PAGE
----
The City Art Gallery. Exhibition Square, York. Edward Taylor, architect. 1878-79. Repairs and restoration 1951-52 and 2005. The latest restoration was completed in 2015. George Walker Milburn created the sculpture of the local artist William Etty in 1911. — Click on this and the following images to enlarge them. — George P. Landow

Commentary by Rita Wood

Formation of Exhibition Square

Left: the gallery from St Leonard's Place. Right: Looking across the square from the gallery, past the statue of William Etty to York Minster.

The road known as St Leonard’s Place had been formed in the 1830s, cutting through from Blake Street to Bootham, and demolishing all in its way including the barbican in front of Bootham Bar, but adding a crescent of stylish housing and the De Grey Rooms. Exhibition Square was proposed when the second Yorkshire Fine Art and Industrial Exhibition was being discussed in the 1870s. It was to be a piazza off the street and in front of the new, permanent, exhibition building. This land had been Bearpark’s nursery garden, and was acquired from the Yorkshire Philosophical Society; the Exhibition of 1879 extended into further, temporary, halls behind the present gallery and up to the medieval walls. The conservation statement prepared by Simpson & Brown Architects for the York Museums Trust in 2011-12 has a full and well-illustrated account of the development of the gallery and its internal accommodation; plans and other papers are kept in the archives of the City of York Council.

Views from the five-bay, one storey loggia, with its round-headed arches.

After years of discussion and changes, the building was designed in an Italian style, with the possibility of later ornamentation much of which did not materialise: "A generous Cinquecento façade of few, quiet, well-spaced motifs" (Pevsner and Neave 196). Built of sandstone ashlar and yellow-grey brick, with slate roofing, it is a Grade II listed building, and Edward Taylor's most important work. The statue of William Etty (d.1849) outside, and the fountains adjacent, are twentieth-century additions.

Pictorial panels at either end of the façade

Left: The panel showing the death of Leonardo da Vinci in its surround, on the left-hand side of the façade. Right: Closer view of Michelangelo showing his statue of Moses, on the right-hand side.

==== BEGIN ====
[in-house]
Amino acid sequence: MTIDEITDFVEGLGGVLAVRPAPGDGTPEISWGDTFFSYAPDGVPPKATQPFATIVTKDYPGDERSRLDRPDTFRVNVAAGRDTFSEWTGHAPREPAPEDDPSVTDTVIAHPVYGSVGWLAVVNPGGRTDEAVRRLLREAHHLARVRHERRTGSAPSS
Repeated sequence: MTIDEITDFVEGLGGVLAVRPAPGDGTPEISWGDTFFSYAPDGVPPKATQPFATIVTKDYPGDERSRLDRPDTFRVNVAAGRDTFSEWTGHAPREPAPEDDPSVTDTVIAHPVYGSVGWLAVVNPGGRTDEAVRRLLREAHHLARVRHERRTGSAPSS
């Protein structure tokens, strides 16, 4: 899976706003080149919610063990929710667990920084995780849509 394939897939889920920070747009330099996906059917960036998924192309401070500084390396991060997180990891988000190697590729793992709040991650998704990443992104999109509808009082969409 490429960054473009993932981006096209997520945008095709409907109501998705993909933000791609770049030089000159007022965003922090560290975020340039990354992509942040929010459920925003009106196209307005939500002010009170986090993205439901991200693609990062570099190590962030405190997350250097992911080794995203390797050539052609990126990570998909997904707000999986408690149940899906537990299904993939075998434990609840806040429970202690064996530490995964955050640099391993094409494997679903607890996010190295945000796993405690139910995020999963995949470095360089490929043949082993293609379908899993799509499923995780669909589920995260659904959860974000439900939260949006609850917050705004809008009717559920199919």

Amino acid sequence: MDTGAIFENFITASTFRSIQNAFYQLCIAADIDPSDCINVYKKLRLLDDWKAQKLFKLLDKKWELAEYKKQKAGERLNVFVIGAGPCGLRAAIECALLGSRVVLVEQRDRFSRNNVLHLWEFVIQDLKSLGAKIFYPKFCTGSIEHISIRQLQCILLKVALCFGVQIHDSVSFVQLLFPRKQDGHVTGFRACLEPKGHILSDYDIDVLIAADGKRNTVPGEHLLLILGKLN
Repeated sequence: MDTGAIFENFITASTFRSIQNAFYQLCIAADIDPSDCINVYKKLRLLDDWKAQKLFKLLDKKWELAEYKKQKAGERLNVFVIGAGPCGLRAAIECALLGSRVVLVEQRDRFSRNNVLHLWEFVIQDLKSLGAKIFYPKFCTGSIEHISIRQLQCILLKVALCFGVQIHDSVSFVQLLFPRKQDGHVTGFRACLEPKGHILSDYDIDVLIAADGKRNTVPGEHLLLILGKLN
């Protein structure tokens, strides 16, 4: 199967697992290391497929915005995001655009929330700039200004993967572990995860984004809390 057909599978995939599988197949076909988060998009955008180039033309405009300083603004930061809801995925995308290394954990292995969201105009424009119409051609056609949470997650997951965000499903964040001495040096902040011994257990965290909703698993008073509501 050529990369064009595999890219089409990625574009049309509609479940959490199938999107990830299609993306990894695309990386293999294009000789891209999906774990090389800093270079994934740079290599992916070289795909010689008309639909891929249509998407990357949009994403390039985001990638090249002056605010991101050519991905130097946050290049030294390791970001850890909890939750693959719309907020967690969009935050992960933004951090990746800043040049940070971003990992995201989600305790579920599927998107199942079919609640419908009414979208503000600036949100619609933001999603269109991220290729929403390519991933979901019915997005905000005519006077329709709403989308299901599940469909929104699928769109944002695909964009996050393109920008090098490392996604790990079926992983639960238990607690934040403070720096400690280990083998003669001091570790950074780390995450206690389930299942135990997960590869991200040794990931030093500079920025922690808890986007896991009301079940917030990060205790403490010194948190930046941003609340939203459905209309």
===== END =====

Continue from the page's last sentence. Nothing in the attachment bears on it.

The two panels were additions donated for the façade in 1887, and made by the firm of W. D. Simpson & Sons of London. Lynn Pearson describes these as "overglaze-painted tile panels" and says that poor cleaning technique has resulted in the images becoming faint, but the conservation statement on-line implies that overglaze decoration would have been unsuitable for the conditions in the first place. The panels depict "The death of Leonardo da Vinci in the arms of Francis I," and "Michelangelo showing his statue of Moses for the tomb of Pope Julius II."

Entrance hall and stairs

Views of the entrance hall with stairway to the large galleries on the first floor. Note the fine mosaic flooring.

The ground floor of the gallery as built was for some time taken up by archives and stores, but had at its centre a large Lecture Hall; there may have been a gallery or galleries to the sides before windows were blocked. Now that lighting can easily be adjusted to suit viewing, the gallery space available is similar to that on the upper floor. In the nineteenth century, visitors went up the staircase to reach the well-lit display areas.

First-floor galleries

Left to right: (a) and (b) The Burton Gallery. (c) The CoCA Gallery.

The Burton Gallery or, as it was known originally, "the permanent picture saloon" runs the full length of the front of the building; it has a classical feel and is lit by a glazed roof. The larger central gallery, that is, the Main or CoCA (Centre of Ceramic Art) gallery, is a livelier environment, its roof perhaps reminiscent of the 1866 exhibition building. This gallery and the smaller ones adjacent had been converted to other uses but were opened up in 2015, when restoration revealed the roof structure that had been blocked off from public view for decades. The CoCA was used to display York’s large and varied collections of historic and studio pottery.

Details

More of the fine detailing found throughout. Left to right: (a) Plaster work in the Burton Gallery. (b) Plasterwork in the CoAC gallery. (c) Metalwork on a side wall.

This level of detailing is to have been expected from Taylor, who was "joint secretary with Mr W. Monkhouse in the management of the York School of Art" (Knowles 34). Taylor and Monkhouse were both Wesleyans, and might well have collaborated on the finer points here, perhaps even sitting at the kind of large two-sided desk displayed in the Burton Gallery!

Finials on the railings outside.

Top photograph (2019) and caption by George P. Landow; remaining photographs (2020) and commentary by Rita Wood; arrangement and formatting by Jacqueline Banerjee. [You may use these images without prior permission for any scholarly or educational purpose as long as you (1) credit the photographer and (2) link your document to this URL in a web project or cite it in a print one.]

Bibliography

"City Art Gallery York. Historic England. Web. 16 September 2020.

"Conservation of tile panels on the front façade...." York Museums Trust, c. 2015.

Knowles. York Artists. Vol. 2. KNO-3-6. Archives of York Explore Library. Probably written c.1925.

Pearson, Lynn. Tile Gazetteer: A Guide to British Tile and Architectural Ceramics Locations. Tiles and Architectural Ceramics Society, 2005.

Pevsner, Nikolaus, and David Neave. Yorkshire: York and the East Riding. New Haven and London: Yale University Press, 2002.

Simpson and Brown. Architects’ conservation statement prepared for York Museums Trust.


Last modified 16 September 2020